This is in continuation of
Two circles.
In a 8.5x11 sheet of paper I drew two nonoverlapping ellipses of equal area, with major axis of each equalling twice the minor axis  both completely inside the paper, of course.
What's the largest portion of the paper I could cover with these ellipses?
What would be the answer if I drew THREE equal ellipses?
The idea is to find a solution with two circles in a rectangle that is only half as wide (or half as high) and then just stretch it out.
This only works if the optimal size has ellipses with parallel major axes to one side of the rectangle.
A 4.25 by 11 rectangle is too thin for the circles to fill very well, so I will only work with a 8.5 by 5.5.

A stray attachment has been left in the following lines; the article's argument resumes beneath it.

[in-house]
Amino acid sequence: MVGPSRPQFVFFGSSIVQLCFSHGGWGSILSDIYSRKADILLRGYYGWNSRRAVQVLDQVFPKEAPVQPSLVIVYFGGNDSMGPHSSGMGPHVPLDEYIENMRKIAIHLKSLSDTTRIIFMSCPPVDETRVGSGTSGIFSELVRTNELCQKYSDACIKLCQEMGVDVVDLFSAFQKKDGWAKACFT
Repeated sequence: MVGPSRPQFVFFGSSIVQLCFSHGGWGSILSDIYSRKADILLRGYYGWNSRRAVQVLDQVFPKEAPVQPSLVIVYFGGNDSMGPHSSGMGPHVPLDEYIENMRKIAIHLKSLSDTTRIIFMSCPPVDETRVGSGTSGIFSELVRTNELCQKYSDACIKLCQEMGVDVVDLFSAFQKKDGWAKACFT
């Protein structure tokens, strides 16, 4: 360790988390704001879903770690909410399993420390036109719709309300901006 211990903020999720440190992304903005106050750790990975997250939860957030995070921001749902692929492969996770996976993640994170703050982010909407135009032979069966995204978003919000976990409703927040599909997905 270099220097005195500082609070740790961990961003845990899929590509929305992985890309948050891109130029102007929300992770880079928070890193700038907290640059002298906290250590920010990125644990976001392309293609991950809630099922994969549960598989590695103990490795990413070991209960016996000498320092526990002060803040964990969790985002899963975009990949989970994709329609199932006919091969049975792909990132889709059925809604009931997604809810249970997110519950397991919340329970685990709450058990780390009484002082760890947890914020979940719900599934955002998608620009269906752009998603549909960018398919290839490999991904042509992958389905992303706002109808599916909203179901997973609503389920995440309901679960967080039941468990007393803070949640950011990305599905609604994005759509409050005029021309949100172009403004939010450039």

As with the two circles in the linked problem we set the circles in opposite corners and set up the quadratic:
(5.52r)^2 + (8.52r)^2 = (2r)^2
solution
r = 7.25sqrt(374) = 2.165
total area
2*pi*r^2 = (144.75  7sqrt(374))*pi = 29.457
divided by the rectangle of area 8.5*5.5 = 46.75
gives a proportion .6301
The stretching will not affect this answer.
It may be possible to tilt these ellipses to make them bigger. That will not be easy.
For 3 ellipses there is probably a solution where one of the ellipses is perpendicular to the other two.

Posted by Jer
on 20110119 13:10:54